Chemo Hair Fall Timeline
Patients undergoing a chemotherapy treatment will notice different levels of hair loss depending on the pattern of medication, dosage and type of cancer.
- A lot of patients experience hair fall within the first 1 or 2 weeks of treatment itself.
- Hair loss usually tends to begin from the side of the ears and top of the head. However, it varies for each individual.
- By about 3 months, complete balding may occur.
- Patients tend to notice their hair regrowing after 1 to 3 months. A change in hair color and texture may be evident but are usually not permanent.
- 60 percent of patients have reported a change in their color and hair type.
Did You Know?
- About 65 percent of patients undergoing chemotherapy experience alopecia .
Effect Of Other Cancer Therapies
The newer targeted therapies for cancer don’t usually cause total hair loss like chemotherapy drugs but can result in changes such as thinning of the hair and dryness, as well as changes in texture similar to chemo curls. Some targeted therapies may also affect the pigmentation of hair, often causing the hair to become darker.
Some of the targeted therapies that have been linked with hair changes or hair loss include:
- Cyclin-dependent kinase 4/6 inhibitors such as Ibrance , Kisqali , and Verzenio
- VEGF inhibitors such as Nexavar
- BRAF inhibitors such as Zelboraf and Tafinlar
- Bcr/Abl inhibitors such as Tasigna and Gleevec
Some of the hormonal therapies commonly used for breast cancer have been associated with thinning of the hair for some people. Unlike chemotherapy, people may be using the drug for many months or even years before they notice the changes in their hair. Hormonal therapies more often linked to hair loss include:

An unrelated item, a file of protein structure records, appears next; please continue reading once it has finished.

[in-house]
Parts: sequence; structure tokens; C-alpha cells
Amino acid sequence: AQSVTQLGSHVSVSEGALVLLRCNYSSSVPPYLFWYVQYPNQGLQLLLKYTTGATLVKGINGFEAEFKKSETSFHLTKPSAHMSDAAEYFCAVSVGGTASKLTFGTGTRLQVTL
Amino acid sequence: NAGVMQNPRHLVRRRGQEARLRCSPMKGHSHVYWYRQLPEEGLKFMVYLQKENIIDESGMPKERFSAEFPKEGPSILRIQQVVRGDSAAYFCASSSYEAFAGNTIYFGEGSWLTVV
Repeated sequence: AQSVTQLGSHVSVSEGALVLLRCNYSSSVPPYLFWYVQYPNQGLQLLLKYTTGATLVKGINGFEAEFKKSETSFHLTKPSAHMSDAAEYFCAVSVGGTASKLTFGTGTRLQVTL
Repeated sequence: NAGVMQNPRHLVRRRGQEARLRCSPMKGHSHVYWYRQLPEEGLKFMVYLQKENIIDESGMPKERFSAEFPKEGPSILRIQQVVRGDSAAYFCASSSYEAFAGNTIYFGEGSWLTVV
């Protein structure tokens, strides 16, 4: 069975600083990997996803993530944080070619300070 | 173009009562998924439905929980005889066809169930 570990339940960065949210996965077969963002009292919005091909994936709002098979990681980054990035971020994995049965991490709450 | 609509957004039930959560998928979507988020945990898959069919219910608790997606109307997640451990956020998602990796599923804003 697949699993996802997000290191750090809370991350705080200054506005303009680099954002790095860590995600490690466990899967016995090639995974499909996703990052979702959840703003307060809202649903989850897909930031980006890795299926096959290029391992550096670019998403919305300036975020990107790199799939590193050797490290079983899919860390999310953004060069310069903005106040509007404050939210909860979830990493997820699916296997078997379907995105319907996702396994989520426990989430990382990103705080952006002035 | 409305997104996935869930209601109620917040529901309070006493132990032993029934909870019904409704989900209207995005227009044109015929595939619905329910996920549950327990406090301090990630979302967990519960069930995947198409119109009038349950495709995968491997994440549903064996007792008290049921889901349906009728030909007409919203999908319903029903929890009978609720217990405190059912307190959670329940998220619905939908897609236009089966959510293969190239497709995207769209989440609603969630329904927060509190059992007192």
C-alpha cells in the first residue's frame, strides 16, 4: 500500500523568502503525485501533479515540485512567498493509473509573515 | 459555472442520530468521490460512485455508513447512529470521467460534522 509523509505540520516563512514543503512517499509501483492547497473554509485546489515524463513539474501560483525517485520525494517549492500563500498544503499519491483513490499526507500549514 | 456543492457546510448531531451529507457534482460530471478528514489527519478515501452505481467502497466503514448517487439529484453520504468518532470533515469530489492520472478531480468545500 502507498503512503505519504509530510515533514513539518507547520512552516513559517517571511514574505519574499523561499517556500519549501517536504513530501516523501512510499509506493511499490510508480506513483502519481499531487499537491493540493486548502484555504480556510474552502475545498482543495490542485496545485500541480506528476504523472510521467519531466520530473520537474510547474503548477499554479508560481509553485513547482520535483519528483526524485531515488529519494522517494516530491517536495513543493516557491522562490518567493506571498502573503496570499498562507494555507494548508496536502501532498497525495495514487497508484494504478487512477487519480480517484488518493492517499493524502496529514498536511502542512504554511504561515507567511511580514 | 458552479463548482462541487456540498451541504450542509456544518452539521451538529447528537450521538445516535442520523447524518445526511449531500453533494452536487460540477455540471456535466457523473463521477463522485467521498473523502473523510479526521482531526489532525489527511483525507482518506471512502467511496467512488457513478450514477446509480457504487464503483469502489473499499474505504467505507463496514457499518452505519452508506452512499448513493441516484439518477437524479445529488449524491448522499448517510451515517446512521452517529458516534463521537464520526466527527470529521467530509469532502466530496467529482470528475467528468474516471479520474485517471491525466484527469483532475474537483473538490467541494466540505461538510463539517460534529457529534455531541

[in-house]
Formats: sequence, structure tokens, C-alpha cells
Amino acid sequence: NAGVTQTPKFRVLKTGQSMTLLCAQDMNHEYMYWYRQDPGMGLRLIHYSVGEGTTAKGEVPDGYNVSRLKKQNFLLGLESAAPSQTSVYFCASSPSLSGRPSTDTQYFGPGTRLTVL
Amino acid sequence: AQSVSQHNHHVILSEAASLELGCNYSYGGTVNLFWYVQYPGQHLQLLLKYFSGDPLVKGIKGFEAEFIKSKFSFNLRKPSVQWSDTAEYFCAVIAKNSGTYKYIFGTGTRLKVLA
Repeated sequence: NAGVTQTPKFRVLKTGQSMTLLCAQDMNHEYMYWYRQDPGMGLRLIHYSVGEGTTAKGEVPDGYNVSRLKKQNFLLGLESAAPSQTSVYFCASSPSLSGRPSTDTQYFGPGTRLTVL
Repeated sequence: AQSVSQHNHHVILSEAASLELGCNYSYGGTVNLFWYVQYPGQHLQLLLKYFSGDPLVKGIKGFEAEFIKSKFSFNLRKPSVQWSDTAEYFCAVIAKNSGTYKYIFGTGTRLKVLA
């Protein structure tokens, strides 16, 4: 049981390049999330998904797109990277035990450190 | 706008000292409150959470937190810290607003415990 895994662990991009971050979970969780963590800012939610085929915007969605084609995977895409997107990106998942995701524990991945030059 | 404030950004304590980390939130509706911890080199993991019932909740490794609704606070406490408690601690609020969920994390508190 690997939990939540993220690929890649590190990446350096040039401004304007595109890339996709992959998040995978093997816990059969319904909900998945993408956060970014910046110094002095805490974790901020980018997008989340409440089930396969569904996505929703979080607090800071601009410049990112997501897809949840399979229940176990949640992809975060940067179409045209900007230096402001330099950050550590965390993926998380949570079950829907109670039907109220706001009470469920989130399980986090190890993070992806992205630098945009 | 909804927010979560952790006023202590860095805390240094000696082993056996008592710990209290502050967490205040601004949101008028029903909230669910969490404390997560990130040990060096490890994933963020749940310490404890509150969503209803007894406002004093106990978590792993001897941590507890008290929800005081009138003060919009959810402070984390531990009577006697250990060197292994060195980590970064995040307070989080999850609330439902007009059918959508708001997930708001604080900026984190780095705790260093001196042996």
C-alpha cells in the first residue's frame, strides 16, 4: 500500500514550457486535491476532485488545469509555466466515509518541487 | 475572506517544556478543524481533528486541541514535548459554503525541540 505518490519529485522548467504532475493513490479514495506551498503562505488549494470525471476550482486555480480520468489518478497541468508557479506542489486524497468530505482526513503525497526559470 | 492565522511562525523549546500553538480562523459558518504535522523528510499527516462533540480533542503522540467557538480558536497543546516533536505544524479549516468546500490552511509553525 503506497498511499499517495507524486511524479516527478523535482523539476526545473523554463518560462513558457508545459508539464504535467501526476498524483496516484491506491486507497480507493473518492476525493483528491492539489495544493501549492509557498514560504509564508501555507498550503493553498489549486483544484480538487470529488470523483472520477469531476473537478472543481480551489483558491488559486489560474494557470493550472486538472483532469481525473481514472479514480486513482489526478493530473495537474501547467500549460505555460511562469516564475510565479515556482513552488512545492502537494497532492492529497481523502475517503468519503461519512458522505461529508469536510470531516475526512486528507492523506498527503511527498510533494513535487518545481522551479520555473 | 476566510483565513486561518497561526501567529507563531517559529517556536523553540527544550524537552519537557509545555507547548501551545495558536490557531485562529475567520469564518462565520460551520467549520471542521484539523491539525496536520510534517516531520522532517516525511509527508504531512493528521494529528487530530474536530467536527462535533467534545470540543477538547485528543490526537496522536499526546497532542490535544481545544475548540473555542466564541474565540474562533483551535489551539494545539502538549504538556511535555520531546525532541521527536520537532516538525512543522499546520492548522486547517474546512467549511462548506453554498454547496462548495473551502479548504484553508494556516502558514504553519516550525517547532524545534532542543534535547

- Aromatase inhibitors: Hair loss appears to be more common with Arimidex and Femara than with Aromasin .
Immunotherapy drugs for cancer, at least checkpoint inhibitors, do not usually cause hair loss, though oftentimes these drugs are used along with chemotherapy. Researchers are looking at ways of harnessing the gene involved in autoimmune alopecia to improve the effectiveness of chemotherapy.
Common Questions About Hair Loss And Cancer
Will chemo make me lose my hair? It depends. Hair loss is very common with certain chemo medicines. However, chemo does not always cause hair loss. Some patients may not lose their hair. Others may have thinning hair. With some chemotherapy, hair loss is complete and includes eyebrows, eyelashes, and body hair. The specific type of chemo and the dose you receive will determine the risk of hair loss and how it occurs.
When will my hair fall out after chemo? Usually, hair begins to fall out 2-3 weeks after starting chemo. Hair loss may be seen sooner or later, depending on the chemo schedule.
Will my hair grow back after chemo? Hair loss after chemo is usually temporary. But it might take a while to regrow hair after treatment ends. Most patients see hair growth 2-3 months after chemo is complete. New hair may appear more like peach fuzz and then will fill in as the hair growth cycle returns to normal. It can take 6-12 months before hair reaches full thickness. Parents may need to explain to children who had long hair that growing out the length can take a very long time. On average, hair grows about 6 inches per year.
Will I lose my hair after radiation? Hair loss after radiation therapy is generally limited to the parts of the body that receive treatment. Patients who have radiation to parts of the body other than the head will not lose the hair on their head unless they also receive chemo or other medicines that cause hair loss.
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Hair Loss And Your Job
There tends to be a lot less stigma with being open about a cancer diagnosis in the workplace than there was even a generation ago. If youre planning to continue working or to job hunt during treatment, youre likely to find that many colleagues are understanding about what youre going through.
Still, its up to you to decide how comfortable you feel telling your colleagues or others you interact with in your job about your diagnosis and treatment. If youve lost your hair and you want to maintain your privacy at work, you might choose to wear a wig that looks as close as possible to your natural hair and to otherwise conceal your hair loss . If youre not as concerned about privacy, you might wear a scarf or choose not to hide your hair loss.